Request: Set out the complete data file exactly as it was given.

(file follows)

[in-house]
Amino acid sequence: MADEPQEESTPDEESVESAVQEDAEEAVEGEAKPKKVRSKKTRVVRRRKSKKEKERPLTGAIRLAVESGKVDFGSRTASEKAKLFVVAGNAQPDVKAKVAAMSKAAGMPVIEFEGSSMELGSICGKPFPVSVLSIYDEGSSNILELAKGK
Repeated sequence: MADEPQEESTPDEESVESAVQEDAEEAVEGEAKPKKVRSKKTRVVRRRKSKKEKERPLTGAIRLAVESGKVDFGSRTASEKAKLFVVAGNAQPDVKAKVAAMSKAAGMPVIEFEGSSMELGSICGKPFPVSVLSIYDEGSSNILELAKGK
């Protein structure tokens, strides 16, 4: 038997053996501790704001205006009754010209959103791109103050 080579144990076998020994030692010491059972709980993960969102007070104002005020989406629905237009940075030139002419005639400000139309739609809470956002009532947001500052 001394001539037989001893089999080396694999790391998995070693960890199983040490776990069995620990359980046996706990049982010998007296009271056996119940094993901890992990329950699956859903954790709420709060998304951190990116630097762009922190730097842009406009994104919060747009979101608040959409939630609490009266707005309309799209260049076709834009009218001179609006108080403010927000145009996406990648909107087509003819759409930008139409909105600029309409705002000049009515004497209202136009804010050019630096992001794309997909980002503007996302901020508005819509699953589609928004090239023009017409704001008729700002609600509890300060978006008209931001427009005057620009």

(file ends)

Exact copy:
[in-house]
Amino acid sequence: MADEPQEESTPDEESVESAVQEDAEEAVEGEAKPKKVRSKKTRVVRRRKSKKEKERPLTGAIRLAVESGKVDFGSRTASEKAKLFVVAGNAQPDVKAKVAAMSKAAGMPVIEFEGSSMELGSICGKPFPVSVLSIYDEGSSNILELAKGK
Repeated sequence: MADEPQEESTPDEESVESAVQEDAEEAVEGEAKPKKVRSKKTRVVRRRKSKKEKERPLTGAIRLAVESGKVDFGSRTASEKAKLFVVAGNAQPDVKAKVAAMSKAAGMPVIEFEGSSMELGSICGKPFPVSVLSIYDEGSSNILELAKGK
């Protein structure tokens, strides 16, 4: 038997053996501790704001205006009754010209959103791109103050 080579144990076998020994030692010491059972709980993960969102007070104002005020989406629905237009940075030139002419005639400000139309739609809470956002009532947001500052 001394001539037989001893089999080396694999790391998995070693960890199983040490776990069995620990359980046996706990049982010998007296009271056996119940094993901890992990329950699956859903954790709420709060998304951190990116630097762009922190730097842009406009994104919060747009979101608040959409939630609490009266707005309309799209260049076709834009009218001179609006108080403010927000145009996406990648909107087509003819759409930008139409909105600029309409705002000049009515004497209202136009804010050019630096992001794309997909980002503007996302901020508005819509699953589609928004090239023009017409704001008729700002609600509890300060978006008209931001427009005057620009």